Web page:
CHEP Desert Sun Trade Case Study
CHEP helps cut costs, improve quality and open new markets
Who is Desert Sun Trade?
Desert Sun Trade is the sister company of the African Food Company (TAFC) and acts as the farm’s marketing arm. TAFC is an environmentally sustainable, socially responsible banana plantation in Mozambique. The farm was established in 2010 to meet demand for premium organic bananas and uplift the local community through job creation, skills training and new technology.
Desert Sun Trade markets sells their organic bananas in South Africa, with plans to expand exports and opportunities. Their bananas are certified organic by BCS Öko-Garantie*, according to international organic agricultural standards.
The company has created more than 400 local jobs in Mozambique and is committed to the Principles and Rights at Work of the International Labour Organization (ILO) and the ETI Base Code (the Ethical Trading Initiative).
Desert Sun Trade facts
· Trading primarily in bananas
· Based in Nelspruit, South Africa
· The marketing arm of African Food Company, a farm in Chokwe, Mozambique
· Sells upwards of 10 000 tons of bananas a year
· Marketing fruit mainly to prepackers and markets
What was their biggest logistical challenge?
Desert Sun Trade needed to reduce pallet costs. The company consumed around 600pallets per month, with no reuse, at a cost of more than R60per pallet. They were also considering changing their marketing strategy to achieve higher grades and premium prices by supplying in crates, instead of single-use boxes, as they had previously.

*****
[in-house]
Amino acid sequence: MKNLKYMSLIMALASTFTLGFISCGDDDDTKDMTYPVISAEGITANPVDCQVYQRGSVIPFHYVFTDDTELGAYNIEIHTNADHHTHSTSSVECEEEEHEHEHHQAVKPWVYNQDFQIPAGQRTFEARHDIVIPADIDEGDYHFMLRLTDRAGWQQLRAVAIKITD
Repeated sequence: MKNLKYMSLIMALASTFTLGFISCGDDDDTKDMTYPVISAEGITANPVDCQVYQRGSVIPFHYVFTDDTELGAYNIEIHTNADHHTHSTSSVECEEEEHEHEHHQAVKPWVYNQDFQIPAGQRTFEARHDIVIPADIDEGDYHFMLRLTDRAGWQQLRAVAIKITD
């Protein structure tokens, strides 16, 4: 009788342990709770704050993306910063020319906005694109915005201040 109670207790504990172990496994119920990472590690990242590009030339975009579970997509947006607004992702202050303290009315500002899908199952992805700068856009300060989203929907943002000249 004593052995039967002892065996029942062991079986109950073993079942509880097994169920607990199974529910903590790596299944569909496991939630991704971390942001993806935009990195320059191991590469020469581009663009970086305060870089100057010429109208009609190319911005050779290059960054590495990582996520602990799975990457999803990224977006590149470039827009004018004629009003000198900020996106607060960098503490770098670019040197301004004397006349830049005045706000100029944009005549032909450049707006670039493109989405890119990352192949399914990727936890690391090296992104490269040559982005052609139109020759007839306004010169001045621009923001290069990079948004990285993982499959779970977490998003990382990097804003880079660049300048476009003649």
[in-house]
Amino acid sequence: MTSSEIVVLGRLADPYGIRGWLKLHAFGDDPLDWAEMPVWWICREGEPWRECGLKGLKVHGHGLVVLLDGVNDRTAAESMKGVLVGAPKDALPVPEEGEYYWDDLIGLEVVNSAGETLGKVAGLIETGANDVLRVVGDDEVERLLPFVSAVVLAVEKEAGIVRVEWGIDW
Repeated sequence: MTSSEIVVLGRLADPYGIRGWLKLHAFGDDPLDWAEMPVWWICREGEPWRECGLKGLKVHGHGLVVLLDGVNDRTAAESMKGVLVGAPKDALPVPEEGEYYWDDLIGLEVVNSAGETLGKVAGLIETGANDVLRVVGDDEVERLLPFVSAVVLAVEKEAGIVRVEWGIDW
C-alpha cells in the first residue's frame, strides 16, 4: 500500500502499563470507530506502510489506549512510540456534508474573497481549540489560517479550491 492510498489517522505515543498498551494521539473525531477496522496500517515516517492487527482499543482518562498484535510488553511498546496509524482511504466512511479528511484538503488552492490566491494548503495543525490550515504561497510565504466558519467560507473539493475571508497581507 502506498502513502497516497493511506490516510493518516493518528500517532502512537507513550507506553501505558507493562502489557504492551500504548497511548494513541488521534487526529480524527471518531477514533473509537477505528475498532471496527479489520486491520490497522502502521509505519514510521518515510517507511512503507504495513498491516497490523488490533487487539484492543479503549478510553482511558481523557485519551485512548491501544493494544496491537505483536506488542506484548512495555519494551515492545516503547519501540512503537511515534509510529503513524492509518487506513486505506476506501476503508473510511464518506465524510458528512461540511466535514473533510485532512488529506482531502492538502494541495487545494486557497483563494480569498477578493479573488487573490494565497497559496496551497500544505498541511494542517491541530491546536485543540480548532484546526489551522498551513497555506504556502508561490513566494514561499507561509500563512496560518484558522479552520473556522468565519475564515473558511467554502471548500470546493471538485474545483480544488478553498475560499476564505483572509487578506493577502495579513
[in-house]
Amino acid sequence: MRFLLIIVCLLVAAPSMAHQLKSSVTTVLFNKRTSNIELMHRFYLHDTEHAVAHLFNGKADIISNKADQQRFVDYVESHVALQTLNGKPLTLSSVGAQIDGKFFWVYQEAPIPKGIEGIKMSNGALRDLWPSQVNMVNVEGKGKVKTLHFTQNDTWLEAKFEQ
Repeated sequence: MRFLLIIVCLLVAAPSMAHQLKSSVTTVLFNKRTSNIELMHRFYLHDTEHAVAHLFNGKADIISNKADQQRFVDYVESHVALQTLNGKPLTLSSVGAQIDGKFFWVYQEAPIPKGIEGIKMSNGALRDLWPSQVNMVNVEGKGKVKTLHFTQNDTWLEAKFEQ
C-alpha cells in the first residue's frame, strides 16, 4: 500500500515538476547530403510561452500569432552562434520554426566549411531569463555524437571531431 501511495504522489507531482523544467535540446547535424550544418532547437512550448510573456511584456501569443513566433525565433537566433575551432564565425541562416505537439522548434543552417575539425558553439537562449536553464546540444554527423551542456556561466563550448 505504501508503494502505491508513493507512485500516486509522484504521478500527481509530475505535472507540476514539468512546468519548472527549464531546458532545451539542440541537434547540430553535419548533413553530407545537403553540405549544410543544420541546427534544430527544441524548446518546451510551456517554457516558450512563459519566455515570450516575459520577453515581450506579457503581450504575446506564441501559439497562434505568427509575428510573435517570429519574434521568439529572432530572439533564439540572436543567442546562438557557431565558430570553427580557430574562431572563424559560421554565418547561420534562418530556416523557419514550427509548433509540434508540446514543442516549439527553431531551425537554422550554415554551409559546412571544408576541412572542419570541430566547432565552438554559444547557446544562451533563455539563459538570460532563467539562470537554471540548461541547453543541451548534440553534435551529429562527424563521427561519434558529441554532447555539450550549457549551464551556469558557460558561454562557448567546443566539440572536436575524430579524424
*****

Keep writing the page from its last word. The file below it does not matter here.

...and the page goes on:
“We were using single-use boxes to transport our bananas. Packing these boxes on pallets required costly corner pieces and bin sticks to ensure fruit quality,” says Desert Sun Trade Senior Buyer Jon Goosen. “The boxes also attracted customs duty on import into Mozambique and again when the full boxes returned to South Africa.”
How was this challenge resolved?
Desert Sun Trade approached CHEP to assist in reducing pallet costs, and CHEP crates did not only reduce costs but opened a new distribution chain for Desert Sun Trade. The specially designed CHEP crates facilitate ventilation and protect the fruit through the supply chain journey. Prepackers only accept bananas in crates, and by meeting their requirements, the company was able to fetch premium prices for their bananas.
The foldable CHEP crates also occupy far less space than other solutions when they’re not in use. This allowed the company to handle the return journeys to the farm efficiently and cost effectively, with less environmental impact.
“All of our clients, including Golden Harvest, our prepacker in Cape Town, have been very impressed with the CHEP crate. It’s smooth and well aerated, so it doesn’t damage the bananas on the long trip from the farm,” said Goosen.
What were the additional benefits?
CHEP pallet rental was another solution, which Desert Sun adopted in January 2018. They have not bought another pallet since, and overall pallet costs have been reduced by 40%.
“Because the CHEP crates are collapsible, we can (on our return trip) transport around 9 500 crates per truck – seven times the previous capacity. This saves us around 20% on costs per load, compared to crates that don’t collapse, which require more transport journeys,” says Goosen.
“The new crate system saves us 30% per crate, when compared to cardboard boxes. This translates to a 7.5% saving per banana load. All in all, our CHEP solution has helped us decrease costs and increase our product’s value add.”
* The European Organic Certifiers Council (EOCC) is an association of control bodies and authorities.